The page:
Your baby's head, arms, legs, and body are now fully formed. Soft fine body hairs (lanugo) cover the body as well as a cheese-like coating (vernix), which protects the delicate skin. Scalp hair and eyebrows appear. Fetal movement increases.
By 20 weeks, your baby's head, arms, legs, and body are fully formed. Scalp hair, eyebrows, and toenails appear. Soft, fine body hairs called lanugo and a protective, "cheese like" substance calleded vernix caseosa protects the baby`s delicate skin. The baby now weighs about 1 pound and is about 7 ½ inches in length.
Your baby's movement will become increasingly noticeable to you. You may experience muscle cramps in your legs due to changing posture and/or inadequate nutrient intake. Due to circulatory and hormonal changes, your gums may become swollen and bleed more easily. At 20 weeks you`ve reached the halfway point of your pregnancy.
Approaching the Midpoint of Pregnancy
When experienced and expectant mothers talk of pregnancy, they often remark about how quickly -- and how slowly! -- these nine, special months pass. This may seem especially true now, for as you approach your 20th week of pregnancy, a time when body changes are more evident than ever, the midpoint of your pregnancy is nearing. Celebrating this special milestone can put any discomfort into a more positive perspective!
If you have not felt the small "fluttery" feeling of your baby's movement prior to this time, you most likely will between the 18th and 20th week of pregnancy. This is called "quickening". The time at which a pregnant woman first feels this sign of new life varies according to her body size and whether or not she's been pregnant before (second and third time moms often feel it sooner). You may also find that your baby is more active at certain times of the day, and that activity may be highest at night or when you`re resting.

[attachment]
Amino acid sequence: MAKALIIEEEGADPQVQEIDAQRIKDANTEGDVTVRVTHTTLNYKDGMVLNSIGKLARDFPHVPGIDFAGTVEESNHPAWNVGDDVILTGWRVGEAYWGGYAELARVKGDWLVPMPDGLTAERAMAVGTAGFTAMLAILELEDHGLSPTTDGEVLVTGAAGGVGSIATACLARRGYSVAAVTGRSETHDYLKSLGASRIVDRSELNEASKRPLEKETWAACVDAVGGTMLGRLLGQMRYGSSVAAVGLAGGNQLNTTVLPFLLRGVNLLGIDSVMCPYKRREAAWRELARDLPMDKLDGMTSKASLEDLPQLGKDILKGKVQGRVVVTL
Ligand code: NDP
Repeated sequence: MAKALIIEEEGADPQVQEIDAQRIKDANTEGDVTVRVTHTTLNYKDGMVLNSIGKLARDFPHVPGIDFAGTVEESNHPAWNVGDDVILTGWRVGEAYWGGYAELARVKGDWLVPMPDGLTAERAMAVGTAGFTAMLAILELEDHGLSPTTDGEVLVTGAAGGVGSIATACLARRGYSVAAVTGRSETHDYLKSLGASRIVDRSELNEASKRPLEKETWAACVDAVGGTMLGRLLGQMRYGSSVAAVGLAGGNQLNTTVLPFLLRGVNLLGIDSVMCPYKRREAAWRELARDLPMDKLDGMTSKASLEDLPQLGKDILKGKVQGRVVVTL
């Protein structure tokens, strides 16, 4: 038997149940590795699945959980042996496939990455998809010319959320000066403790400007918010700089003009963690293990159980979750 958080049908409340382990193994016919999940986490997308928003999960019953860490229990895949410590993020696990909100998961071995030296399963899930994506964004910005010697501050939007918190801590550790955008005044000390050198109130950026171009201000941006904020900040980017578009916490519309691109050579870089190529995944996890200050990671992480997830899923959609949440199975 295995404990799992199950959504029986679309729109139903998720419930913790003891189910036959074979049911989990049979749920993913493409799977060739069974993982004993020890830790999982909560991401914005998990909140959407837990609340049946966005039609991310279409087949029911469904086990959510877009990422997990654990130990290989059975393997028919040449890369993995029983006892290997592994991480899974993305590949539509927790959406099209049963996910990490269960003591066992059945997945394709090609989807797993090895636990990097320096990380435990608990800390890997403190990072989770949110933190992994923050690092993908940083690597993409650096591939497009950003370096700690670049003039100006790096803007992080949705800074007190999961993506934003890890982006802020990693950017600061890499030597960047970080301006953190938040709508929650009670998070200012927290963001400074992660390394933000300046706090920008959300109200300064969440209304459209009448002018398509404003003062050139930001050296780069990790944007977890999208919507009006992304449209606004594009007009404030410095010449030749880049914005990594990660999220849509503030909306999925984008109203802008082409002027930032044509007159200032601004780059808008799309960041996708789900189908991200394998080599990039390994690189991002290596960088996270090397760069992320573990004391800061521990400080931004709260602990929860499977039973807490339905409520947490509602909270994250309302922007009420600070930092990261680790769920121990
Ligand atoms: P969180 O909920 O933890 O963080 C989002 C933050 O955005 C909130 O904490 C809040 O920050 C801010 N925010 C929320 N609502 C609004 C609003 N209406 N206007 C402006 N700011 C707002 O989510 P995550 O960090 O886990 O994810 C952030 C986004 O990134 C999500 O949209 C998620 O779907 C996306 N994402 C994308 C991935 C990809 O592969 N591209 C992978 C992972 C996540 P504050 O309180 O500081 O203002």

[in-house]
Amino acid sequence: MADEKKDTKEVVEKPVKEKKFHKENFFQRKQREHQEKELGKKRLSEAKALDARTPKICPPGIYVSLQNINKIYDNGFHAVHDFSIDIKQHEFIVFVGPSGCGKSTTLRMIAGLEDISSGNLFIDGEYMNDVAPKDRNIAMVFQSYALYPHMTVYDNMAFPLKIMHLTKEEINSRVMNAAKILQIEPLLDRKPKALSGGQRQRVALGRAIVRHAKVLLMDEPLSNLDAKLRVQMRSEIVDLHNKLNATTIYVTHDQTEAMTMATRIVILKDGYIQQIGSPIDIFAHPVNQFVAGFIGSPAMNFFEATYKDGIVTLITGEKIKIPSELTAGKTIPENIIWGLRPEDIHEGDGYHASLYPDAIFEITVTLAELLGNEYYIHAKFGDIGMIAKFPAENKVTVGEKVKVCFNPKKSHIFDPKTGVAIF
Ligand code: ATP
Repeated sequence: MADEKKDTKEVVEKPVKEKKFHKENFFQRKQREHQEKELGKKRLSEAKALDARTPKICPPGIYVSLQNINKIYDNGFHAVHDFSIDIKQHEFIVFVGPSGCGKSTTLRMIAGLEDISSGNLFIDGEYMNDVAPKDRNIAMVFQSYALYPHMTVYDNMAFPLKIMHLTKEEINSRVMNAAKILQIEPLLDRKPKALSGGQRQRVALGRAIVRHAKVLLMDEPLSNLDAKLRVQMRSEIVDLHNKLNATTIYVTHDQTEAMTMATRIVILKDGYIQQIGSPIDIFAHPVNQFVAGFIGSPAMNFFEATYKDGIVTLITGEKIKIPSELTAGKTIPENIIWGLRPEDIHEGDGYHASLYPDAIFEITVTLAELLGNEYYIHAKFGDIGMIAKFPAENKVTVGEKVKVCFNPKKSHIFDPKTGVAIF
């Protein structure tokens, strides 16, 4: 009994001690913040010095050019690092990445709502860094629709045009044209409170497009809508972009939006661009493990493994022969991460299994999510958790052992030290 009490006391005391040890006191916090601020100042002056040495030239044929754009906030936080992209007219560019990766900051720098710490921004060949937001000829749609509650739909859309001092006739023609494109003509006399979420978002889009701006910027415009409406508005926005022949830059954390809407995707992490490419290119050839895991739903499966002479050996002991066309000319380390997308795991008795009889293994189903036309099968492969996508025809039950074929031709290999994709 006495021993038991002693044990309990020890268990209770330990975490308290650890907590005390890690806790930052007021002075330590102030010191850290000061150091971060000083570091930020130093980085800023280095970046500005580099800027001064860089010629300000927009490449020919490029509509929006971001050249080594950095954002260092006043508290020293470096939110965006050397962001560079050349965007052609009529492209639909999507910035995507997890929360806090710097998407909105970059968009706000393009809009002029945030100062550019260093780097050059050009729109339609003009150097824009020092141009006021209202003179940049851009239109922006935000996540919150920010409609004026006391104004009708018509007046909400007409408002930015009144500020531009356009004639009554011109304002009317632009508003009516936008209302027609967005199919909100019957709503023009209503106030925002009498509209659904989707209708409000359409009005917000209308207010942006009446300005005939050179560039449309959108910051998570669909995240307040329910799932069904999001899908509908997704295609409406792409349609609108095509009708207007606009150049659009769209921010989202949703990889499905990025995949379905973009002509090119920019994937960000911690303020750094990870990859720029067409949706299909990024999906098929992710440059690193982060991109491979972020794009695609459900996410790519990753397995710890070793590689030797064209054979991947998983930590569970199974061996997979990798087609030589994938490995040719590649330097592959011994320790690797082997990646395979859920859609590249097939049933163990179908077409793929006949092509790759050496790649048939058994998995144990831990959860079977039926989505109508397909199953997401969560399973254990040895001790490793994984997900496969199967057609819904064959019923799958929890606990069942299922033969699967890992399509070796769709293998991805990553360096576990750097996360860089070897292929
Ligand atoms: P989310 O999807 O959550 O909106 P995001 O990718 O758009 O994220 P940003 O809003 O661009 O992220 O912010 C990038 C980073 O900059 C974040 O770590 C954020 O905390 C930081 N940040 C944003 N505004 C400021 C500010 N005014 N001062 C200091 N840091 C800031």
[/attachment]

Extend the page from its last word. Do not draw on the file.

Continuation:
This movement is important in another way, too, for it helps you begin to identify your baby as a separate person. With this realization come new concerns for your baby's well-being.
Other physical and emotional changes include the following:
- An increase in fundal height (height of the uterus) - This is what doctors/midwives are determining when they measure your abdomen at your prenatal visits. Your uterus will have grown considerably by this time. At about 20 weeks, your uterus will be approximately at the level of your umbilicus (belly button).
- The presence of colostrum - A thick, yellowish fluid may be leaking from your nipples. This is an indication that your breasts are getting ready to produce milk.
- A change in self-image - You are probably wearing maternity clothes by this time, and more people are asking you about your condition. Expect to have some new positive and negative feelings about your body and the pregnancy process.
Discomfort during pregnancy
Some discomforts during pregnancy is normal. However, with proper precautions, you can minimize them. These discomforts are directly related to physical changes taking place in your body. They include:
- Constipation - Even if you`ve never had this problem, it may be part of your pregnancy experience. There are several reasons; changes in bowel action due to hormone levels, the enlargement of the uterus, lack of fiber, lack of activity, and even the iron supplement you may be taking. The best solution is prevention. Be sure to: